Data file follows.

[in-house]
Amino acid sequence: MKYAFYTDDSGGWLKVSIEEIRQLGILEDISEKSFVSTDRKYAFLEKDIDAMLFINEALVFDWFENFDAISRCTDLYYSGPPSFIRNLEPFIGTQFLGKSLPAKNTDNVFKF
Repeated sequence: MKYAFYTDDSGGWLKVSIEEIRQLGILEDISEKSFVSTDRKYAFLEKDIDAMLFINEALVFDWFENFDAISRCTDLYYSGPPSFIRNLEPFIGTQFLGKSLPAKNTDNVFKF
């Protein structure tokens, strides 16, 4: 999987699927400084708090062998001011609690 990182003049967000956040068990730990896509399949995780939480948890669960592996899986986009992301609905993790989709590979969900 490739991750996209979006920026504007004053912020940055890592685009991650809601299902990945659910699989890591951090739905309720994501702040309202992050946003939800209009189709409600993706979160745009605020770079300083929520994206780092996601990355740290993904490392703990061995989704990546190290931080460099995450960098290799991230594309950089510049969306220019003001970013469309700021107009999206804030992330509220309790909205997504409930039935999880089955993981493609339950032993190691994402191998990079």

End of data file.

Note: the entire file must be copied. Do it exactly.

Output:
[in-house]
Amino acid sequence: MKYAFYTDDSGGWLKVSIEEIRQLGILEDISEKSFVSTDRKYAFLEKDIDAMLFINEALVFDWFENFDAISRCTDLYYSGPPSFIRNLEPFIGTQFLGKSLPAKNTDNVFKF
Repeated sequence: MKYAFYTDDSGGWLKVSIEEIRQLGILEDISEKSFVSTDRKYAFLEKDIDAMLFINEALVFDWFENFDAISRCTDLYYSGPPSFIRNLEPFIGTQFLGKSLPAKNTDNVFKF
């Protein structure tokens, strides 16, 4: 999987699927400084708090062998001011609690 990182003049967000956040068990730990896509399949995780939480948890669960592996899986986009992301609905993790989709590979969900 490739991750996209979006920026504007004053912020940055890592685009991650809601299902990945659910699989890591951090739905309720994501702040309202992050946003939800209009189709409600993706979160745009605020770079300083929520994206780092996601990355740290993904490392703990061995989704990546190290931080460099995450960098290799991230594309950089510049969306220019003001970013469309700021107009999206804030992330509220309790909205997504409930039935999880089955993981493609339950032993190691994402191998990079």